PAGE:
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Tree planting (urban forestry/urban trees), parks and (semi) natural urban green areas 

Greening cities is a transversal solution to numerous urban challenges, not only to support the transition towards climate neutrality, but also to improve biodiversity, social justice and resilience. Greening cities can include many diverse solutions, among them tree planting and the development of parks and natural urban green areas. 


Tree planting and urban forest 

Planting street trees, single line trees or group of trees, as well as trees in urban parks or urban forests trees represents an effective solution to maximize carbon capture and sequestration. It also contributes to regulating microclimate in dense urban areas, supporting water infiltration, and providing aesthetic, health and well-being benefits to citizens. Planting a diverse mix of tree species provides more diverse habitats for more animal species. Diversity also ensures that the urban forest is better prepared for pests or diseases which could eradicate an entire species of trees and severely affect other species in the ecosystem (see for example urban forest solutions in ClearingHouse). 


Parks and natural Urban Green Areas (UGA) 

While trees are an important component of parks and natural urban green areas, these areas also include other features to boost cultural and active recreation activities, such as sport playgrounds, benches and rest areas, and thematic and therapeutic gardens (see for example the solutions in the group of re-naturing urbanization in URBAN GreenUP). 

Urban green area, Izmir, Turkey. URBAN GreenUp. Source: https://www.urbangreenup.eu/#lg=1&slide=3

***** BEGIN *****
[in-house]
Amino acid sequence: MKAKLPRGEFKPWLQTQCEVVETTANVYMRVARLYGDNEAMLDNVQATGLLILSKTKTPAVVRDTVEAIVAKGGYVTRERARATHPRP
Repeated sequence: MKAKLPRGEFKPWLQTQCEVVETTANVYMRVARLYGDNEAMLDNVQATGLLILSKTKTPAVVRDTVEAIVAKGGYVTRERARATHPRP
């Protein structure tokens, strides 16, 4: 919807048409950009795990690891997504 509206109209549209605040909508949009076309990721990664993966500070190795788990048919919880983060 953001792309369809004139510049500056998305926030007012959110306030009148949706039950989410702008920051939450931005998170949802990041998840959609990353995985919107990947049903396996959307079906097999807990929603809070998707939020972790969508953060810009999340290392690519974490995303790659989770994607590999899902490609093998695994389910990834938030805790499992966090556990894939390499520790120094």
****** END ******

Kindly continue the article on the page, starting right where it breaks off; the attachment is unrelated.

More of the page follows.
While the World Health Organisation recommends all cities to guarantee access to UGA within 300 metres from residents’ houses, this is still far from being reached in many EU cities [1]. The benefits related to the re-design and improvement of existing parks and UGA or to the development of new UGA are related to all the spheres of human health and wellbeing ranging from metabolic disease to better cognitive development to increased psychological wellbeing [2].  


Parks and UGA should be designed as multifunctional areas and this may call for participatory processes to co-design spaces and features to better respond to the needs of diverse target groups, including vulnerable groups, living in the city (see for example stakeholder and citizen engagement approach in UNaLab). 

Co-creation of UGA and NBS in Eindhoven, Netherlands. UNaLab. Source: https://unalab.eu/system/files/2020-02/d22-co-creation-workshop-report2020-02-17.pdf. 




While trees and parks can be considered largely available on the market and mature to be implemented everywhere, it is crucial to reflect how to properly plan and design these kind of solutions, tailoring them to various contexts. Specific expertise is needed in park design, participatory processes, and in deciding which trees to plant, including in relation to future scenarios of climate conditions, for example. Public acceptance and care of UGA are crucial for effective implementation. 

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BiodiversityClimate resilienceGreen areasHealthNature based solutionsCarbon capture
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